We're championing fresh food that packs a flavour punch, from salads and vegetable-packed bowls to grains and light desserts.
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Andrew McConnell’s yakitori, buns, dumplings and lobster rolls head south of the river.
Sydney’s favourite whisky bar makes a rare overground appearance at a pop-up on Pitt Street Mall.
Our guide to the best of the region.
The Byron at Byron devises new ways to relax and revive.
Industrial designer David Caon shares his secrets on how to travel like a pro.
Is this the best-looking cafe in Sydney?
Load up your three-tiered tray with raspberry tarts, super scones and chicken curry puffs and get ready for a higher high tea with chef Bethany Finn from the Mayflower.
Goodgod returns to Vivid with another pop-up and an ambitious goal: to generate just one bag of rubbish in the process.
There's nothing new about Nordic interiors - blond timbers, concrete surfaces, warm, mid-century charm without the twee - and thank heavens for that. It's a style that augments the beauty of everything around it, in this case, gorgeous Hobart harbour, which makes up one whole wall. What is new here, however, is the food - by veterans of Garagistes, which once dazzled diners down the road, Vue de Monde in Melbourne and Gordon Ramsay worldwide. There's a strong Asian bent, but with Tasmanian ingredients. In fact, the kitchen's love of the local verges on obsessive - coconut milk in an aromatic fish curry is replaced with Tasmanian-grown fig leaf simmered in cream to mimic the flavour. Other standouts include a gutsy red-braised lamb with gai lan and chewy cassia spaetzle, pigs' ears zingy with Sichuan pepper and a fresh, springy berry dessert. While the food is sourced locally, the generous wine list spans the planet.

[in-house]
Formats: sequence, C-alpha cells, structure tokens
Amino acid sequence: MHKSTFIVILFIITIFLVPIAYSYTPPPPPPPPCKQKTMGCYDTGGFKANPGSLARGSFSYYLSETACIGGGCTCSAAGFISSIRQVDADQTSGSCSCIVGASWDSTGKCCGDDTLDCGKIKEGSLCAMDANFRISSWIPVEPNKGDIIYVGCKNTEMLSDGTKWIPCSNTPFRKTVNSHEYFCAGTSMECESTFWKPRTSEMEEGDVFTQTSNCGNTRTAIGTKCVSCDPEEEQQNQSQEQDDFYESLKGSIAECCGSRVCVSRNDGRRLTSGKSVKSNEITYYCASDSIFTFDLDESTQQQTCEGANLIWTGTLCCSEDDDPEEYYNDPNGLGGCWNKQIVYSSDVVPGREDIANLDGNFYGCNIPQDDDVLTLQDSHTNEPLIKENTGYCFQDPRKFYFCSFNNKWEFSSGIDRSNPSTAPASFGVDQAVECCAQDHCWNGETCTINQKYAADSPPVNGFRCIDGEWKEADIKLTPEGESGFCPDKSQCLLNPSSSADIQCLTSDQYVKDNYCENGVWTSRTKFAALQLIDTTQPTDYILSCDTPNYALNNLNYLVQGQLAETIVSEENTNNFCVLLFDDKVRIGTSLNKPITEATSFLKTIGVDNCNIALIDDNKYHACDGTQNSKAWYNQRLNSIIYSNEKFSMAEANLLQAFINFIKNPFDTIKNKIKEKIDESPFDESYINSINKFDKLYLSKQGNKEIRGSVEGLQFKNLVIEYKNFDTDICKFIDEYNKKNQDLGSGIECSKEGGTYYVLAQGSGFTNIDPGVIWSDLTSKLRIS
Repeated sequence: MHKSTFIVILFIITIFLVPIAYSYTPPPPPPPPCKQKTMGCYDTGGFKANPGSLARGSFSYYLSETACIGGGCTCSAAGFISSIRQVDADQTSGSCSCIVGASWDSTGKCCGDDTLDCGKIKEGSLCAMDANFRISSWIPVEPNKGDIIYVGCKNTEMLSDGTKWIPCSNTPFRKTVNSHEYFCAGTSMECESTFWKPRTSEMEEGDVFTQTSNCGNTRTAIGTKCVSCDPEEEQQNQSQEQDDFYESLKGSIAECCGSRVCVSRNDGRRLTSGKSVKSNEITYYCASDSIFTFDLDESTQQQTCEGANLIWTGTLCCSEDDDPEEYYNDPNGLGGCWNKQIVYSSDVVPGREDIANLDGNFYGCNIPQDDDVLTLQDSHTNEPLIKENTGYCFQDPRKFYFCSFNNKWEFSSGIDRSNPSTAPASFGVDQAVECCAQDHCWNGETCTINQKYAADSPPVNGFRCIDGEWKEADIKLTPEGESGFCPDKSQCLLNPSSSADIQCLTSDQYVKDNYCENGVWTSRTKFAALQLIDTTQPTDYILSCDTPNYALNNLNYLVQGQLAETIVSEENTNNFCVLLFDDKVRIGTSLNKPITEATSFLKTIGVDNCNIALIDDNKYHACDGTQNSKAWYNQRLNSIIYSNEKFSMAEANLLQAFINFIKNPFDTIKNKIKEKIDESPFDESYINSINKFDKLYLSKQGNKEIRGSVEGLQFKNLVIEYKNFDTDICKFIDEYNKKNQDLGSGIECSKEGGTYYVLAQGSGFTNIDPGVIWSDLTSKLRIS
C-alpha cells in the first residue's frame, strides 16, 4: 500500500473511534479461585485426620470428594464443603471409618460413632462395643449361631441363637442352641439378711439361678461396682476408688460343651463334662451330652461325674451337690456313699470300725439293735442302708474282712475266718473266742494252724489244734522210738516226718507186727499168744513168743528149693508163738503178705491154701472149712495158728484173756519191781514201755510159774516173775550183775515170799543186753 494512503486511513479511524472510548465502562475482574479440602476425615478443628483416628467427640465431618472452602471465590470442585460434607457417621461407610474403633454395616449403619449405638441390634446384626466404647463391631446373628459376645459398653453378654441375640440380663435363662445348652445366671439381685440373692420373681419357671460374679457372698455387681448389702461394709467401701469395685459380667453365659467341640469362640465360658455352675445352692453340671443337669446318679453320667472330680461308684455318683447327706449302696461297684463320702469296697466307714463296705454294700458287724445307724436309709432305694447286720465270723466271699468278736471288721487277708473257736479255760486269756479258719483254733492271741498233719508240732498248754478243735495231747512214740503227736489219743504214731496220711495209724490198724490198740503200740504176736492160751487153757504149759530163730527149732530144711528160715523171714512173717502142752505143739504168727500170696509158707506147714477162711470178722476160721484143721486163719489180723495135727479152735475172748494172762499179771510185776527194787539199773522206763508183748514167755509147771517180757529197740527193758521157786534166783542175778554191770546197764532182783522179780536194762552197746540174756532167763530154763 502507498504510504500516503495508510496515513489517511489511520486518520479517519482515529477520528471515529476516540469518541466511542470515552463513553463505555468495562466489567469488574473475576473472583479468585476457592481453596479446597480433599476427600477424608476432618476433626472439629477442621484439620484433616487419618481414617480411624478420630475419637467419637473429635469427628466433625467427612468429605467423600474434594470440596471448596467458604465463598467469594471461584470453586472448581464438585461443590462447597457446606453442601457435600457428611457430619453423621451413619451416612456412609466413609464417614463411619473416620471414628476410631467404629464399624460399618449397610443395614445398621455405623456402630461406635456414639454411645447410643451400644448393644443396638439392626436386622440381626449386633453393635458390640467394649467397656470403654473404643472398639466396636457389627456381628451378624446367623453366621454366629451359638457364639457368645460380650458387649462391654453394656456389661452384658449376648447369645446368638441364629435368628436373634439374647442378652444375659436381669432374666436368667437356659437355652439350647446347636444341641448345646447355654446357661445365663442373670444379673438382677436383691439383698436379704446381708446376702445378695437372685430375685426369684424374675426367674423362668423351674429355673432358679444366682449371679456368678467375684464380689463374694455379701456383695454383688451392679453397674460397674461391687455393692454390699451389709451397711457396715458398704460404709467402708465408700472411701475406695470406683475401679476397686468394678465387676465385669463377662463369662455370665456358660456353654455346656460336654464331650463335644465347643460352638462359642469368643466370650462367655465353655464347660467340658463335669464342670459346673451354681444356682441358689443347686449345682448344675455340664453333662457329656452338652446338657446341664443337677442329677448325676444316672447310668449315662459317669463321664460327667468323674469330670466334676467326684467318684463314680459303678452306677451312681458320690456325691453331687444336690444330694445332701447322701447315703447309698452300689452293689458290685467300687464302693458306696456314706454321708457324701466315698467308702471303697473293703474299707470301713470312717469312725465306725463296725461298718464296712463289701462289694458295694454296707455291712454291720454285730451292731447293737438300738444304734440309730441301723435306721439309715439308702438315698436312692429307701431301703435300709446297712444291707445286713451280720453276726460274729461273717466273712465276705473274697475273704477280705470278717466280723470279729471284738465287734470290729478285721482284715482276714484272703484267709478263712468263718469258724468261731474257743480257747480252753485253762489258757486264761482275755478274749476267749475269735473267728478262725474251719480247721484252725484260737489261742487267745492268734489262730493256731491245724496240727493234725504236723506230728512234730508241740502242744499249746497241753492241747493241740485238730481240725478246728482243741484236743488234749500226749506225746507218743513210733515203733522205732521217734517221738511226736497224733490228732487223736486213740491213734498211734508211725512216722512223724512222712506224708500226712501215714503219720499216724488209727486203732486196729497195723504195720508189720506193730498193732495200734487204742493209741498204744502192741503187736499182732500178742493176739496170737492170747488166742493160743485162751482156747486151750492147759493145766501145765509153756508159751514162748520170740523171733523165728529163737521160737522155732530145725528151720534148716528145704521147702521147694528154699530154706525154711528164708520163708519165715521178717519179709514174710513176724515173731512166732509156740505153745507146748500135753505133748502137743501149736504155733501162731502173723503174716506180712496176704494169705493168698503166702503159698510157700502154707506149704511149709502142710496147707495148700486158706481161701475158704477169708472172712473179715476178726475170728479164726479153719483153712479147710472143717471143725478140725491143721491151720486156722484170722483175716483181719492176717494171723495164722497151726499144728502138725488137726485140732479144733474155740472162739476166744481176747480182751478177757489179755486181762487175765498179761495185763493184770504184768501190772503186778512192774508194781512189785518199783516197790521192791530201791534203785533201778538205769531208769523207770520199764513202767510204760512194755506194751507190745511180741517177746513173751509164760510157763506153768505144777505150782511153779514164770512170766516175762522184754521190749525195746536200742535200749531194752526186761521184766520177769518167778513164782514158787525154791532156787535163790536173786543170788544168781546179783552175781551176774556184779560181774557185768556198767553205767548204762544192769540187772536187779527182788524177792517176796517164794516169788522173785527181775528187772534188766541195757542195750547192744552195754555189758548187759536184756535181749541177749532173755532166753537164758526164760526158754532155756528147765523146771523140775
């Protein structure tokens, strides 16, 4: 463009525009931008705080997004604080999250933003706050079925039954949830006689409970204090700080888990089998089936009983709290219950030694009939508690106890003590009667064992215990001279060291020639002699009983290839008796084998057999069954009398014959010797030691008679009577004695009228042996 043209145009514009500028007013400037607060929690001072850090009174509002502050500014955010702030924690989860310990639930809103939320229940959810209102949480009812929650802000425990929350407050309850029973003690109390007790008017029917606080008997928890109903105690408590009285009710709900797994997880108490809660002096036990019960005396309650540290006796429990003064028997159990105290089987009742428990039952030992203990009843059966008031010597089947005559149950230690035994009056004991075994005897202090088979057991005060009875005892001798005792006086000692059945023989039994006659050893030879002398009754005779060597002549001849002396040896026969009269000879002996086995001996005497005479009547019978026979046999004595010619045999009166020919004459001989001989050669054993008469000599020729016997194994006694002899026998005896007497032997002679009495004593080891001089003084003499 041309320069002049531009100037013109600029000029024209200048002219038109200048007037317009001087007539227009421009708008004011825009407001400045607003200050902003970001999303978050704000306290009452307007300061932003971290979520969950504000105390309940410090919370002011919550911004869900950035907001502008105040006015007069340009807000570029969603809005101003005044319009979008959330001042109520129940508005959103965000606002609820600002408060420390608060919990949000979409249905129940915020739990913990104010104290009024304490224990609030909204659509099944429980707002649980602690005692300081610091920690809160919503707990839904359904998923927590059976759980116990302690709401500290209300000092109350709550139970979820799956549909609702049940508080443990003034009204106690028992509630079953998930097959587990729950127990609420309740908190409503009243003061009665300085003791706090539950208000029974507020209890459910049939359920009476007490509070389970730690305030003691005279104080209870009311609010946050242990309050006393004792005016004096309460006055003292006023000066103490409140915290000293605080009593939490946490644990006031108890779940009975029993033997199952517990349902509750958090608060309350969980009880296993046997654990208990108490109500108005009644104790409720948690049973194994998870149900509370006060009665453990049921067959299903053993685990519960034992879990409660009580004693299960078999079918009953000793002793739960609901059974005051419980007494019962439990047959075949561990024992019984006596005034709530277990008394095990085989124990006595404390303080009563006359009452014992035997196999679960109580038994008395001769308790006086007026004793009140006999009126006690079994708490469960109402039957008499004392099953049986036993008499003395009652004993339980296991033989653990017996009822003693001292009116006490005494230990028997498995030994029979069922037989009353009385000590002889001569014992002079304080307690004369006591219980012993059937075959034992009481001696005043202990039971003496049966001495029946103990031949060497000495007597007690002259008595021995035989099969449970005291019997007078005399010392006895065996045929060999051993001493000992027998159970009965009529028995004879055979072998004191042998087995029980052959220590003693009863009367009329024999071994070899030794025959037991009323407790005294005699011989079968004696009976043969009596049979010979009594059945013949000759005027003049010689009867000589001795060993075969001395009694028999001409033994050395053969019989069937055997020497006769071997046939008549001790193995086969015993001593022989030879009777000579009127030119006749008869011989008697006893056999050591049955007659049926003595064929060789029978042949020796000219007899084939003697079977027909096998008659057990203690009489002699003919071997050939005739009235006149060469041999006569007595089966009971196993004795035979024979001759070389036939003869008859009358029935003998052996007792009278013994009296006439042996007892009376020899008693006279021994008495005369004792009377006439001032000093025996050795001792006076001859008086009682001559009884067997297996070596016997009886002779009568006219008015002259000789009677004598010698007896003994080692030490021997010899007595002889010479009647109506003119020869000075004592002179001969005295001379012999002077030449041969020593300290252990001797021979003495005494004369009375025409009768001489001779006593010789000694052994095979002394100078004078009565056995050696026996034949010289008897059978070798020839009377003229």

A far cry from Tuscany’s familiar gently rolling hills, Monte Argentario’s appealing mix of mountain, ocean, island and lagoon makes it one of Italy’s hidden treasures, writes Emiko Davies.
Farro can be used in almost any dish, from a robust salad to accompany hearty beer-glazed beef short ribs to a new take on risotto with mushrooms, leek and parmesan. Here are 14 ways with this versatile grain.
No, it’s not a pop-up. The team behind Sydney’s Moon Park is back with an all-day east-Asian eatery.
Kick off winter with a week of cheese tasting.
Here we've scorched apricots on the grill and served them with torn jamon, shaved Manchego and peppery rocket leaves. Think of it as a twist on the good old melon-prosciutto routine. The mixture would also be great served on charred sourdough.
Like its oft-disputed name, the Former Yugoslav Republic of Macedonia defies simple definition but its rich diversity extends from the dinner table to the welcoming locals, writes Richard Cooke.
Prepare to enter a picture of the countryside framed by note-perfect Australiana but painted in bold, elegant and unsentimental strokes. Over 10 or more courses, Dan Hunter celebrates his region with dishes that are formally daring (Crunchy prawn heads! Creamy oyster soft-serve! Sea urchin and chicory bread pudding!), yet rich in flavour and substance. The menu could benefit from an edit, but the plates are tightly composed - and what could you cut? Certainly not the limpid broth bathing fronds of abalone and calamari, nor the clever arrangement of lobster played off against charred waxy fingerlings under a swatch of milk skin. The adventure is significantly the richer for the cool gloss of the dining room, some of the most engaging service in the nation and wine pairings that roam with an easy-going confidence. Maturing and relaxing without surrendering a drop of its ambition, Brae is more compelling than ever.
What does a typical day look like for you?
There really isn't a typical day for me, it can be incredibly varied. If I'm testing recipes, the day will involve shopping for ingredients, some time at the computer drafting recipes and the rest of the time cooking while taking notes of any timings or tweaks. Other days involve sourcing props for photo shoots - visiting shops and props houses to pull together the magical bits and pieces that make our photo shoots so beautiful. Then there are shoot days. If we're shooting my recipes, I'll be working with one of our props stylists and I'll be cooking and plating the food, otherwise I'll be styling the props and working with a food assistant. Regardless of the exact format, it always means working with our fantastic photographers and lots of collaboration and plenty of fun (as well as the odd moment of stress and pressure!).
How did you find working on GT's Clean Eating issue - was it a challenge?